Tesla: A Portrait With Masks by Vladimir Pi ˘ stalo; The Passenger Pigeon by Errol Fuller; and We Are Pirates by Daniel Handler
Nikola Tesla, the wizard of electrical invention who was eventually outdone by his cunning rival Thomas Edison, continues to be an object of fascination. His static-charged, mad-scientist reputation, short-circuited by calamities and business setbacks, makes him both a tragic and magical subject. In recent years, Tesla has been the focus of a 2003 opera, Constantine Koukias and Marianne Fisher’s Tesla — Lightning in His Hand , and he made a cameo in Thomas Pynchon’s
Against the Day , some of which is set at one of Tesla’s greatest accomplishments, the lighting of the 1893 Chicago World’s Fair. David Bowie plays the lanky, lightning-bathed scientist in The Prestige , Christopher Nolan’s 2006 film of rival magicians, and The Invention of Everything Else (2008), Samantha Hunt’s novel of science and fantasy, imagines the inventor’s last year, spent pursuing time travel in a New York tenement.
Vladimir Pištalo’s biographical novel tells Tesla’s story as one of spark and frustration, electrified by devils, furies, and fate. The author captures the magical realism of an era when seemingly impossible advancements — city lights! moving pictures! — came to pass. Tesla, the man who envisioned the X-ray; the AC induction motor (which today propels the sporty electric cars that bear his name); and wireless communication on a global, cost-free network, was a true visionary. In Tesla , the inventor’s eureka moments came in a blinding light that “spread from his forehead downward. ... he saw what he otherwise could only imagine.” Not all of his dreams were realized, often because of financial rather than scientific failures. Yet he made dramatic contributions to an applied science in its infancy. Pištalo portrays Tesla as a man of his times, operating against a backdrop of politics and personalities. Despite suffering from social anxiety, he boasted such friends and associates as Mark Twain, J.P. Morgan, and John Muir.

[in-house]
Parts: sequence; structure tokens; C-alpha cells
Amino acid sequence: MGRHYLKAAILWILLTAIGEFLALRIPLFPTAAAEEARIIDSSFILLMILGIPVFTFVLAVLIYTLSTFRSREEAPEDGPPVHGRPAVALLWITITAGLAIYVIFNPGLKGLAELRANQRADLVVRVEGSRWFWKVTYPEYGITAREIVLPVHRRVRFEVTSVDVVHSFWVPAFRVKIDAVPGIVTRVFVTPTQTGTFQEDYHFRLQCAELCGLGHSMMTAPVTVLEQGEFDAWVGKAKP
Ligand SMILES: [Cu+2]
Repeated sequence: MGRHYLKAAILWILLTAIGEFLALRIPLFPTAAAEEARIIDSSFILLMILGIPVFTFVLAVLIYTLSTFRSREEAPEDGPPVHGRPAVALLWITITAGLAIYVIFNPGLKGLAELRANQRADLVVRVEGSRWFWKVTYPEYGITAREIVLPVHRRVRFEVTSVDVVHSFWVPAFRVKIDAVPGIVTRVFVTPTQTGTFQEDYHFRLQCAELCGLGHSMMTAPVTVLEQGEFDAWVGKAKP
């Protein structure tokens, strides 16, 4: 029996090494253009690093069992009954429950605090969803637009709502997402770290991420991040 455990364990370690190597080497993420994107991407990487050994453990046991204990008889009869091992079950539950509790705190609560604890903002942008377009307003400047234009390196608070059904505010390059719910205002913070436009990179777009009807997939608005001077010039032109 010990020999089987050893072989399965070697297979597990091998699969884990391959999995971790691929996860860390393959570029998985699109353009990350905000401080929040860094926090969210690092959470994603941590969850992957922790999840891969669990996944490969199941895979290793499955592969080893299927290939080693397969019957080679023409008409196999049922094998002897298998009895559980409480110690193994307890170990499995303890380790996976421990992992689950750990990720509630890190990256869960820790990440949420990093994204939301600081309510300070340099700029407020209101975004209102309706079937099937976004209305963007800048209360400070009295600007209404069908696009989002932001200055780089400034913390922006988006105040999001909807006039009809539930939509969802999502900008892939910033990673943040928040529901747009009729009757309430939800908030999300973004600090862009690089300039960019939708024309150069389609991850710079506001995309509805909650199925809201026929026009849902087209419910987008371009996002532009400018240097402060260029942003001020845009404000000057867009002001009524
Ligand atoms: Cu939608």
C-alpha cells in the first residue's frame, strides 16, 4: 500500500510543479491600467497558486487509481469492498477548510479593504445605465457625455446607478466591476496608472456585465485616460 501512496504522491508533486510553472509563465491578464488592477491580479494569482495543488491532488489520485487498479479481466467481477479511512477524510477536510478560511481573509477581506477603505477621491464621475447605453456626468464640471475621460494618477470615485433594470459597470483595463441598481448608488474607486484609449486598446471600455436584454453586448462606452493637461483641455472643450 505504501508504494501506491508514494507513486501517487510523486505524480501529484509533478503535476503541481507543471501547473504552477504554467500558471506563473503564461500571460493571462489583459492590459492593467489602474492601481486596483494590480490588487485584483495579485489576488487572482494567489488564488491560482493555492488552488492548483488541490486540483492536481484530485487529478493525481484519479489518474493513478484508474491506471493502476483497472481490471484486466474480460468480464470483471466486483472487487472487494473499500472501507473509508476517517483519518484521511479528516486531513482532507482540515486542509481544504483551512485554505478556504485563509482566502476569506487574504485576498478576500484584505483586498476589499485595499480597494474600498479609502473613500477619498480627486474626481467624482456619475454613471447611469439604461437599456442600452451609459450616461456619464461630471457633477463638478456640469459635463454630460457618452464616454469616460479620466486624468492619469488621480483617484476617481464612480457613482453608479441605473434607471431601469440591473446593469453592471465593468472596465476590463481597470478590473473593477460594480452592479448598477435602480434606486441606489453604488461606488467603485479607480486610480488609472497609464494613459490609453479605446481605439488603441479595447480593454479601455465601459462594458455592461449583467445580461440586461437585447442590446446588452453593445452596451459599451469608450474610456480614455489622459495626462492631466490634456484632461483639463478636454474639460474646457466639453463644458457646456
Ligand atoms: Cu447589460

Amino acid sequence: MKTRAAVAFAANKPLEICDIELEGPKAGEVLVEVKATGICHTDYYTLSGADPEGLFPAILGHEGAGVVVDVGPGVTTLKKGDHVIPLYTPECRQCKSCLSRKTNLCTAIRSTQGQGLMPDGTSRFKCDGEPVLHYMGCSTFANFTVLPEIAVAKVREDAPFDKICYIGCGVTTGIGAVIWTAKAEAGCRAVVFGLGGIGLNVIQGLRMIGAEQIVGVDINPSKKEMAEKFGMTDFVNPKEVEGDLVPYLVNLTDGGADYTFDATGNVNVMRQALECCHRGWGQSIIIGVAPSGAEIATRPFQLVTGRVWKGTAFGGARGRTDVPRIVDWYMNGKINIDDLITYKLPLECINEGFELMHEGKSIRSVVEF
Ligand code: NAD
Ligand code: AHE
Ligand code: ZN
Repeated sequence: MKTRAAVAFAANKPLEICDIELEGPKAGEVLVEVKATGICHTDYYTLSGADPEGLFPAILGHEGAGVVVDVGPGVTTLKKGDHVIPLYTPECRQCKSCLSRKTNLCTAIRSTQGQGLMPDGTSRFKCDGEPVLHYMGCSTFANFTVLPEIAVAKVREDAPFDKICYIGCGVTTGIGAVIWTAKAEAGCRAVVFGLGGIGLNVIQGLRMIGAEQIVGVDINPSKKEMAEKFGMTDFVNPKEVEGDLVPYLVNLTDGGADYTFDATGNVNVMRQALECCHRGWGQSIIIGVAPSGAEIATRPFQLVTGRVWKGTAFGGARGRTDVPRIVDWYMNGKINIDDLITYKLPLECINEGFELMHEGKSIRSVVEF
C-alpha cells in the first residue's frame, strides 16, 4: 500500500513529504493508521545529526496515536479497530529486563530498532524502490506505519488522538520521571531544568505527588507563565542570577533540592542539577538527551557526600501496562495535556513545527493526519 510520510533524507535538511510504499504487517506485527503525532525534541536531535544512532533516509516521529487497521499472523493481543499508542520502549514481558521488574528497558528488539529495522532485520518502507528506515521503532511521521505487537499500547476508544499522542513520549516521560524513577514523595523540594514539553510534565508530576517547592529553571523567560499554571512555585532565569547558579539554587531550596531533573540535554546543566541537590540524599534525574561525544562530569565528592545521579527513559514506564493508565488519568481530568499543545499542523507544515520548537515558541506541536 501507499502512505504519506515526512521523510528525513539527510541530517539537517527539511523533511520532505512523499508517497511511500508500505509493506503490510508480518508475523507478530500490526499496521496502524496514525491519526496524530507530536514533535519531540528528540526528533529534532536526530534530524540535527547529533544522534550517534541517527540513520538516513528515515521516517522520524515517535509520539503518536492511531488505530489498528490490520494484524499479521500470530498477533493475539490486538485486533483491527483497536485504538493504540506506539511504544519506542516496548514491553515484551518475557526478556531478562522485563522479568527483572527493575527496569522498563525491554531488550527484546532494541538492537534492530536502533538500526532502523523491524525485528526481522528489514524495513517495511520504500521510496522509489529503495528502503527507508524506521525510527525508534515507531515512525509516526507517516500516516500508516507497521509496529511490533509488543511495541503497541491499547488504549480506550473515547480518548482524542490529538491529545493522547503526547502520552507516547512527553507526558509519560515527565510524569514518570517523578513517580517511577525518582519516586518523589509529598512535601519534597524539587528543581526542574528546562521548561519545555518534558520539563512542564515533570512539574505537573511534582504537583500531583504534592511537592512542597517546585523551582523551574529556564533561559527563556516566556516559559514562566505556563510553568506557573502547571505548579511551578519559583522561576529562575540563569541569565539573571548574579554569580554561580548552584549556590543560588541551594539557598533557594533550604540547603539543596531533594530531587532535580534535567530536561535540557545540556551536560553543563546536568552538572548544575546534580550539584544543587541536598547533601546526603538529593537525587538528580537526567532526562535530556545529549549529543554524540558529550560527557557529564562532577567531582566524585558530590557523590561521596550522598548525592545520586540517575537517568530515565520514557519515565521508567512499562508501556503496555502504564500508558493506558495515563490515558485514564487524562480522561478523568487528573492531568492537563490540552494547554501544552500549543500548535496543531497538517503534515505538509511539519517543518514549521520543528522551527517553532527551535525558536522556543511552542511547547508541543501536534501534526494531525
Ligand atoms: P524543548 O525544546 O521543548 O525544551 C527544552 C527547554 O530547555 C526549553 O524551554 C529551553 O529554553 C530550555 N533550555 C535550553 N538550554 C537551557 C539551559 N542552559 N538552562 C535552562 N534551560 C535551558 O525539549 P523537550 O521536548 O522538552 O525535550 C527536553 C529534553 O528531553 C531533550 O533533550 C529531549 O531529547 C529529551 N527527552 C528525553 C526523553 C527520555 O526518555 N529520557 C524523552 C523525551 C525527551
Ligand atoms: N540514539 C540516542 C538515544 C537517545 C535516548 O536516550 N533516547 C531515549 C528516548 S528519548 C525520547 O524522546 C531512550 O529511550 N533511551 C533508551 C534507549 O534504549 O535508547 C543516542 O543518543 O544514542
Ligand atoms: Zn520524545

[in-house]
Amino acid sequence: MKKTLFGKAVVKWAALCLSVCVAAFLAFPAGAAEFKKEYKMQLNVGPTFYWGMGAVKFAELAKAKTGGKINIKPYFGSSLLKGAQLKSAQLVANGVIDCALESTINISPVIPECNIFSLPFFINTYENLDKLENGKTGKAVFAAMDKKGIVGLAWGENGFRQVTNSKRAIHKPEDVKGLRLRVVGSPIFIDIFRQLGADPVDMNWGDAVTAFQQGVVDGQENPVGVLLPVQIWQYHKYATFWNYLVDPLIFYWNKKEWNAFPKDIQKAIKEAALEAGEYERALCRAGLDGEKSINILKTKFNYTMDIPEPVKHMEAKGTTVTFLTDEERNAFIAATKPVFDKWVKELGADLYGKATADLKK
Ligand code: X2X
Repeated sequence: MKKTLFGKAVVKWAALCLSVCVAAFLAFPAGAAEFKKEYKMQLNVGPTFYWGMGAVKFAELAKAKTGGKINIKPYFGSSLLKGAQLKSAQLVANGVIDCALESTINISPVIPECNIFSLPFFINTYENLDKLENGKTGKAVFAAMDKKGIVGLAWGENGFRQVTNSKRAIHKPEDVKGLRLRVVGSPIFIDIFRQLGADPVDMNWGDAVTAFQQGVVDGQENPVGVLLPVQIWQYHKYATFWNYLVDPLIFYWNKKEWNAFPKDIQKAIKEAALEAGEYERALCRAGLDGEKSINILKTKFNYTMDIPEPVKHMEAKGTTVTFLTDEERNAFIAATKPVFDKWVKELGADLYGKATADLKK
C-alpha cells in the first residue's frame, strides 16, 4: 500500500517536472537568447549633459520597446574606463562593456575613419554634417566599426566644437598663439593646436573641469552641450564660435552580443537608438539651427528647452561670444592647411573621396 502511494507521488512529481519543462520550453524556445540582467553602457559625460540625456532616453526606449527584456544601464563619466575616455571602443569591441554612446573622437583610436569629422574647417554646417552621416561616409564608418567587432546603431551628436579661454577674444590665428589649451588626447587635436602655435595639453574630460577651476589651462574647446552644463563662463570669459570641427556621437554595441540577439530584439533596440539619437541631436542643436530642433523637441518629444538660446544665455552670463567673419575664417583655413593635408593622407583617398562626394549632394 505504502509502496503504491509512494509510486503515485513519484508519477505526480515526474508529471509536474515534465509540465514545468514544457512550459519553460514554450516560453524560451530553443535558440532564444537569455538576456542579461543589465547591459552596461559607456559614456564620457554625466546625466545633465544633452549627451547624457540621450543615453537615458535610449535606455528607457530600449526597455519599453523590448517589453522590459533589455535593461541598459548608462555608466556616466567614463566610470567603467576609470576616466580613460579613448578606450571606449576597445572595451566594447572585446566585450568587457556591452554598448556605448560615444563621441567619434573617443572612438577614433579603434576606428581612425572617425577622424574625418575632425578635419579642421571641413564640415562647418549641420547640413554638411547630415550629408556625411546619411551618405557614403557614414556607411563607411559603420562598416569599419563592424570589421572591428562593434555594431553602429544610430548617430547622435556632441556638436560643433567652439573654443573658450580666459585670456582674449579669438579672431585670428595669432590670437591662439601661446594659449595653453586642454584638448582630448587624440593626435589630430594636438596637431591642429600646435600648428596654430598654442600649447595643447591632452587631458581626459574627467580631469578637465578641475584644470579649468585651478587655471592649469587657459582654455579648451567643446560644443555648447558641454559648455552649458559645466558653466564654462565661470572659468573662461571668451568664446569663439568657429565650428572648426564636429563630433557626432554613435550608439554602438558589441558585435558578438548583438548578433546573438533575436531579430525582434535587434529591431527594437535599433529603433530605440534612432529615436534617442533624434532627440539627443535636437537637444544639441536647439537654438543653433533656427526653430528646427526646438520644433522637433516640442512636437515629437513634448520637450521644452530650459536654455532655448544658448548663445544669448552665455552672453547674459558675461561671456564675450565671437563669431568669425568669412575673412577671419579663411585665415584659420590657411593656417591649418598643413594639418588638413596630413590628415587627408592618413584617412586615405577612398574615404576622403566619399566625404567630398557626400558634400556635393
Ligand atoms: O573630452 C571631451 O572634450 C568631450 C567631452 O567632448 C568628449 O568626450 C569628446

Tesla is a dreamy, uniquely imagined account that establishes its themes by emphasizing the inventor’s formative years in Eastern Europe. Born in 1856 to Serbian parents in what is now Croatia, in the mountainous border village of Smiljan, young Tesla is pressured to join the priesthood by his father, a priest himself and prone to “transformations.” He disapproves of his son’s educational pursuits. “This science you crave is nothing but vanity. Vanity and lusting after the wind!” the father declares. Meanwhile, the boy occasionally sees the world dissolve in “liquid fire,” feeling as if he’s “floating in light.” Tesla’s mother, whose own mother was blind, never had a childhood. She teaches him, when splitting firewood, not to “aim for where you’re looking, but where you want to strike” and advises that “the enemies of bees are swallows and hedgehogs.”
By the time Tesla immigrates to America in 1884, he has acquired practical experience from his jobs at a telegraph exchange in Budapest and at Edison’s fledgling company in France. He struggles in New York, living in tight quarters with an acquaintance and earning a pittance digging the ditches into which Edison’s cables will be laid. His off-duty world is one of working-class tenements, saloons, and street thugs. The desperate poverty he witnesses haunts him, even as he becomes successful and climbs into high society.